Buses are child’s play compared to bush taxis though. Bush taxis are small vans that service practically every inch of Burkina Faso. They pick up anyone and anything off the side of the road for less than a dollar. They squeeze more human bodies in the van than humanly possible and our possessions are either stuffed into the vehicle with us or piled precariously on top. I am not exaggerating when I say they literally take anything. Suitcases, bikes, motorcycles, chickens, goats, furniture—everything is thrown on top of the bush taxi and tied down. During my first bush taxi ride, I was crammed rather unceremoniously against a window with my knees tucked against my chest to fit on top of giant bags of sugar a shopkeeper was transporting to his store. I’m half convinced that if a murderer rolled up to a bush taxi with a cadaver, the bush taxi lackeys would not bat an eyelash before grabbing the body and fitting it carefully on top between a goat and a couple of cardboard boxes.

But it’s all ultimately a very controlled chaos, as such things are in most developing countries, where despite all the inevitable snags, the transport system works. You may get there four hours later than expected, but you (almost always) get to your destination eventually. The Germans would absolutely hate traveling in Burkina Faso.

After a long bus ride and a bush taxi, Sami and I finally arrived at my site in the late afternoon. I’m lucky because I’m located right off a main paved road (goudron in local French) and transport is easily accessible. A wonder, considering that my village is one of the smaller ones, with a population of 600. It’s deep in the lush southwest, closer to Ghana and Cote d’Ivoire than any major Burkinabé city.

In that patch of the southwest live the Lobi people, a fiercely independent animist ethnic group. A matrilineal warrior society without a central political structure, they were among the first settlers in Burkina Faso well known for their animist totems, fortress-like houses, archery traditions, and intense initiation ceremonies. But who knows if any of this information is still relevant; I read it all in a Burkina Faso guidebook I borrowed from another trainee, so we’ll see what living among the Lobi will show to be the truth.

Sami and I arrived on a bustling market day, and we set off in the market to track down the man that had the keys of my house. It was close to closing time, but the market was still buzzing with energy. My eyes greedily devour every detail. Setting sun, long shadows, a larger area to the right made up of rickety stall after stall of vendors packed tightly together. Battered cabbages, neat little mountains of beans and grains on straw mats, piles of mysterious dried goods. Globs of unctuous dough spit stutter sizzle in shallow pans of oil, gently frying up to form beignets. Smoky sunlight illuminates the ribcage of a large animal being butchered on a large table. Women near the center of the market stir massive bubbling vats of dolo—a local drink that is similar to cider—before serving it up in a hollowed-out gourd called a calabash.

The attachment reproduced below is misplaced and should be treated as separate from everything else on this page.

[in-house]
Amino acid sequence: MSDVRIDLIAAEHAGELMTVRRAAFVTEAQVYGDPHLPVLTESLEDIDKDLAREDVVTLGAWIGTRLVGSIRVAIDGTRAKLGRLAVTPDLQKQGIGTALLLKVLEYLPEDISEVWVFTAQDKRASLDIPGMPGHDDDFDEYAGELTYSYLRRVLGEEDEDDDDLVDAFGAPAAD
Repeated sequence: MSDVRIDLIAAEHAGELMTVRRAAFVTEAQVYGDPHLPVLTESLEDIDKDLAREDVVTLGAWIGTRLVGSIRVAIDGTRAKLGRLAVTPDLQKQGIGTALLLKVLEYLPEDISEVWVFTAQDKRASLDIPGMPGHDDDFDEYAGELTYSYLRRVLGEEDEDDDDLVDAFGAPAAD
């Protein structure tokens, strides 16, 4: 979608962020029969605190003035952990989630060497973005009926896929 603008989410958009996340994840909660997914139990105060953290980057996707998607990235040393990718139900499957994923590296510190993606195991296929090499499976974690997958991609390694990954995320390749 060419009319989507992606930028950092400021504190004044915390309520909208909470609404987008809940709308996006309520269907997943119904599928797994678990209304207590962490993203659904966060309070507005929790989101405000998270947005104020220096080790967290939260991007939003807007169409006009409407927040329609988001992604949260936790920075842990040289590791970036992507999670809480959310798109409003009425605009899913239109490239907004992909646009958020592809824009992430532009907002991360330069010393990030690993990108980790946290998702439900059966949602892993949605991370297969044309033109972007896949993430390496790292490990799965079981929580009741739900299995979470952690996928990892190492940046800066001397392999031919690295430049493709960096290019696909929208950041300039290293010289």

After a couple rounds in the market and of beers, we finally found my keymaster and head to my home, a little fortress of a house, made up of two empty concrete rooms and small windows. It has a little courtyard with low walls and a private latrine in the back. No electricity or running water. It’s not much, but it’s mine. After close to a year of living as a guest in another’s household, that feels significant. Not to mention it’s the biggest space I’ve ever had to myself. There’s space to fill, walls to paint, a garden to make, perhaps.

I feel the same excitement and sense of possibility when I think of my job. I’ll be the only English teacher for the middle school in Tioyo. Burkina Faso follows the French system where middle school runs from 6th grade to 9th grade. However, the middle school in my village has only been existence for the past two years, so there were only two grades this past academic year. In fact, there’s not even a real building for the middle school yet. One of the classes is in an unused classroom of the elementary school and another is held in an empty warehouse building. But that’s all in the process of changing. If all goes according to plan, a middle school will be constructed and all four grades will be running by the time I leave. It’s extremely exciting to have such a tangible, physical project that I’ll be working on.

The next few days at site, Sami took me around to meet the chief, the president of the PTA, religious leaders, the mayor, the chief of police, the prefect—basically any significant person in a 15km circumference. There were countless confusing conversations in Lobiri where I barely managed to stumble through basic greetings before maxing out on my language skills. Ali, my kind Muslim butcher neighbor, gave me ample meals and bands of children led me around the village after Sami left. Every night, I fell asleep in my courtyard, watching the Milky Way— brighter than I’ve ever seen it—rise slowly through the mesh of my bughut.

One more month of PST and I’ll be back there to stay for good. There’s a lot to love in the southwest and I cannot wait to discover more.